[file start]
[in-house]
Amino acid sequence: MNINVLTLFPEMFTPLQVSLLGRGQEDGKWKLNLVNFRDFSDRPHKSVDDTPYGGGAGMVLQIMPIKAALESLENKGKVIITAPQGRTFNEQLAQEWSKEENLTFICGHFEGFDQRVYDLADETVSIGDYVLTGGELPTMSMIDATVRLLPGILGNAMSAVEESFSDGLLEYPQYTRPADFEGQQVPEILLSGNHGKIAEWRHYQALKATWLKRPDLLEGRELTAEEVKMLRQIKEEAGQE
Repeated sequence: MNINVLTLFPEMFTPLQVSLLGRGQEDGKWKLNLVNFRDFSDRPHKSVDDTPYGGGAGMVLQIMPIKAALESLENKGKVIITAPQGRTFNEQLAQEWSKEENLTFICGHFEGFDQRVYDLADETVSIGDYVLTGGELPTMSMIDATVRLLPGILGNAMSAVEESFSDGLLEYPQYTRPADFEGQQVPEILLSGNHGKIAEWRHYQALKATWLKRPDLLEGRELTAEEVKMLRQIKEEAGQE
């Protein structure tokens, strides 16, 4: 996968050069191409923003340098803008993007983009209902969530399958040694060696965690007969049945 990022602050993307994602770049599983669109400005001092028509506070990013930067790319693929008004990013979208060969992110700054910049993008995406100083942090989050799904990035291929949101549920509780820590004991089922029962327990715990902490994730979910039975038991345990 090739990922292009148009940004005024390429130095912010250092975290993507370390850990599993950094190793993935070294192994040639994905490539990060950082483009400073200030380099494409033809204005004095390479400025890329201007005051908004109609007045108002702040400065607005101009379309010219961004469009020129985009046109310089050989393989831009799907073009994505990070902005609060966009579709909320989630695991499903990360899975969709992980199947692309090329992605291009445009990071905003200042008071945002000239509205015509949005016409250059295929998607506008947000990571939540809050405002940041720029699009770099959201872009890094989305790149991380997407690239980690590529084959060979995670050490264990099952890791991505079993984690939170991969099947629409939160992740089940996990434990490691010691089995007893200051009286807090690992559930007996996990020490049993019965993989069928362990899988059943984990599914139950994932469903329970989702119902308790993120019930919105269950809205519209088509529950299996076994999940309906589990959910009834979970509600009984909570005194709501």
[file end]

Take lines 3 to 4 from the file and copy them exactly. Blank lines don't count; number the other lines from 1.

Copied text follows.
Repeated sequence: MNINVLTLFPEMFTPLQVSLLGRGQEDGKWKLNLVNFRDFSDRPHKSVDDTPYGGGAGMVLQIMPIKAALESLENKGKVIITAPQGRTFNEQLAQEWSKEENLTFICGHFEGFDQRVYDLADETVSIGDYVLTGGELPTMSMIDATVRLLPGILGNAMSAVEESFSDGLLEYPQYTRPADFEGQQVPEILLSGNHGKIAEWRHYQALKATWLKRPDLLEGRELTAEEVKMLRQIKEEAGQE
């Protein structure tokens, strides 16, 4: 996968050069191409923003340098803008993007983009209902969530399958040694060696965690007969049945 990022602050993307994602770049599983669109400005001092028509506070990013930067790319693929008004990013979208060969992110700054910049993008995406100083942090989050799904990035291929949101549920509780820590004991089922029962327990715990902490994730979910039975038991345990 090739990922292009148009940004005024390429130095912010250092975290993507370390850990599993950094190793993935070294192994040639994905490539990060950082483009400073200030380099494409033809204005004095390479400025890329201007005051908004109609007045108002702040400065607005101009379309010219961004469009020129985009046109310089050989393989831009799907073009994505990070902005609060966009579709909320989630695991499903990360899975969709992980199947692309090329992605291009445009990071905003200042008071945002000239509205015509949005016409250059295929998607506008947000990571939540809050405002940041720029699009770099959201872009890094989305790149991380997407690239980690590529084959060979995670050490264990099952890791991505079993984690939170991969099947629409939160992740089940996990434990490691010691089995007893200051009286807090690992559930007996996990020490049993019965993989069928362990899988059943984990599914139950994932469903329970989702119902308790993120019930919105269950809205519209088509529950299996076994999940309906589990959910009834979970509600009984909570005194709501």